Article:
From Wikipedia, the free encyclopedia
Jump to: navigation, search
Not to be confused with Tryptan (the trade name of amino acid tryptophan) or the hydrocarbon triptane.
Drug class
Chemical structure of sumatriptan, the prototypical triptan
Class identifiers
Use Migraine, cluster headache
ATC code N02CC
Biological target 5-HT1B receptor,
5-HT1D receptor

Triptans are a family of tryptamine-based drugs used as abortive medication in the treatment of migraines and cluster headaches. This drug class was first introduced in the 1990s. While effective at treating individual headaches, they do not provide preventative treatment and are not considered a cure. They are not effective for the treatment of tension headache[1] or other kinds of pain.

The drugs of this class act as agonists for serotonin 5-HT1B and 5-HT1D receptors at blood vessels and nerve endings in the brain. The first clinically available triptan was sumatriptan, which has been marketed since 1991.

Medical uses[edit]

Examples of triptans
sumatriptan rizatriptan naratriptan
Sumatriptan.png Rizatriptan structure.png Naratriptan structure.png
eletriptan donitriptan almotriptan
Eletriptanstructure.png Donitriptan.svg Almotripan structure.png
frovatriptan avitriptan zolmitriptan
Frovatriptan.png Avitriptan.png Zolmitriptan Structure V.1.svg


Triptans are used for the treatment of severe migraine attacks or those that do not respond to NSAIDs[2] or other over-the-counter drugs.[3] Triptans are a mid-line treatment suitable for many migraineurs with typical attacks. They may not work for atypical or unusually severe migraine attacks, transformed migraine, or status (continuous) migrainosus.

Triptans are highly effective, reducing the symptoms or aborting the attack within 30 to 90 minutes in 70–80% of patients.[citation needed]

A test measuring a person's skin sensitivity during a migraine may indicate whether the individual will respond to treatment with triptans.[4] Triptans are most effective in those with no skin sensitivity; with skin sensitivity, it is best to take triptans within twenty minutes of the headache's onset.

Oral rizatriptan and nasal zolmitriptan are the most used triptans for migraines in children.[5]

Cluster headache[edit]

Triptans are effective for the treatment of cluster headache. This has been demonstrated for subcutaneous sumatriptan and intranasal zolmitriptan, the former of which is more effective according to a 2013 Cochrane review. Tablets were not considered appropriate in this review.[6]

Altitude sickness[edit]

A single randomized controlled trial found that sumatriptan may be able to prevent altitude sickness.[7]

Available forms[edit]

All marketed triptans are available in oral form; some in form of sublingual tablets.[8] Sumatriptan and zolmitriptan are also available as nasal sprays.[8][9] For sumatriptan, a number of other application forms are marketed: suppositories, a subcutaneous injection,[8] a iontophoretic transdermal patch, which uses low voltage controlled by a pre-programmed microchip to deliver a single dose of sumatriptan through the skin within 30 minutes;[10] a drug-device combination containing sumatriptan powder that is "breath powered" allowing the user to blow sumatriptan powder in to their nostrils;[11] as well as a needle-free injection system that works with air pressure.[12]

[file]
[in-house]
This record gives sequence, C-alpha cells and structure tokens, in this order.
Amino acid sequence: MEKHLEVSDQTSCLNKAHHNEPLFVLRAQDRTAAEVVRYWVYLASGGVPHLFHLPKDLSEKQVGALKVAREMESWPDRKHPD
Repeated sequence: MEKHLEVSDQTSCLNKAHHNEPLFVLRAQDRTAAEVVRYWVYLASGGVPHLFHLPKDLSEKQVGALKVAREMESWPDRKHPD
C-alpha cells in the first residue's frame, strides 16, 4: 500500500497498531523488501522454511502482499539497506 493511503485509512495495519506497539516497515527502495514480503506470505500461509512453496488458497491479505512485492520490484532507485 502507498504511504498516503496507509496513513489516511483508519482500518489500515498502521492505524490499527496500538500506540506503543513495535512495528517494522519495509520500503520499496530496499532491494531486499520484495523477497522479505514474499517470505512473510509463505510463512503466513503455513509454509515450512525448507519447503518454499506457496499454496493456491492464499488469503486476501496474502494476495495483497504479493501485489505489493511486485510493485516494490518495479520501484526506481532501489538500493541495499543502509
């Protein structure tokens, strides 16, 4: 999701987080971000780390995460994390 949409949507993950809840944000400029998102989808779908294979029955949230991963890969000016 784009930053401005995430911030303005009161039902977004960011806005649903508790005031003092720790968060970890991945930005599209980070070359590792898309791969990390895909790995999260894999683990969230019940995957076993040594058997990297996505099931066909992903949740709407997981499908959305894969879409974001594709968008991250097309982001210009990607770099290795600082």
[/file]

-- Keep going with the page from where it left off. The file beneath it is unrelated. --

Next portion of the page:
All triptans are contraindicated in patients with cardiovascular diseases (coronary spasms, symptomatic coronary artery disease, after a heart attack or stroke, uncontrolled hypertension, Raynaud's disease, peripheral artery disease). Most triptans are also contraindicated during pregnancy and breastfeeding and for patients younger than 18; but sumatriptan and zolmitriptan nasal sprays are also approved for youths over 12.[1] Combination with monoamine oxidase inhibitors is contraindicated for sumatriptan, zolmitriptan and rizatriptan,[13][14] and combination with ergot alkaloids such as ergotamine for all substances.[8]

At least two triptans (sumatriptan and rizatriptan) have been listed under the unacceptable medication by the Canadian Blood Services as a potential risk to the recipient; hence, donors are required not to have taken the medication for the last 72 hours.[citation needed]

Adverse effects[edit]

Triptans have few side effects if used in correct dosage and frequency. The most common adverse effect is recurrence of migraine. A systematic review found that "rizatriptan 10 mg was the only triptan with a recurrence rate greater than that of placebo".[15]

There is a theoretical risk of coronary spasm in patients with established heart disease, and cardiac events after taking triptans may rarely occur.[16]


Combination of triptans with other serotonergic drugs such as ergot alkaloids, monoamine oxidase inhibitors, selective serotonin reuptake inhibitors (SSRIs), serotonin–norepinephrine reuptake inhibitors (SNRIs) or St John's wort can induce symptoms of a serotonin syndrome (a syndrome of changes in mental status, autonomic instability, neuromuscular abnormalities, and gastrointestinal symptoms).[1][8] There is the potential for life-threatening serotonin syndrome in patients taking triptans and SSRI or SNRIs at the same time.[17] Combining triptans with ergot alkaloids is contraindicated because of the danger of coronary spasms.[8]

Pharmacokinetic interactions (for example, mediated by CYP liver enzymes or transporter proteins) are different for the individual substances; for most triptans, they are mild to absent. Eletriptan blood plasma levels are increased by strong inhibitors of CYP3A4, and frovatriptan levels by CYP1A2 inhibitors such as fluvoxamine.[8]


Mechanism of action[edit]

For more details on this topic, see Discovery and development of triptans.

Their action is attributed to their agonist[18] effects on serotonin 5‑HT1B and 5‑HT1D receptors in blood vessels (causing their constriction) and nerve endings in the brain, and subsequent inhibition of pro-inflammatory neuropeptide release, including CGRP and substance P. Triptans are selective agents for 5-HT1B and 5-HT1D[18] and have low or even no affinity for other types of 5-HT receptors.[14]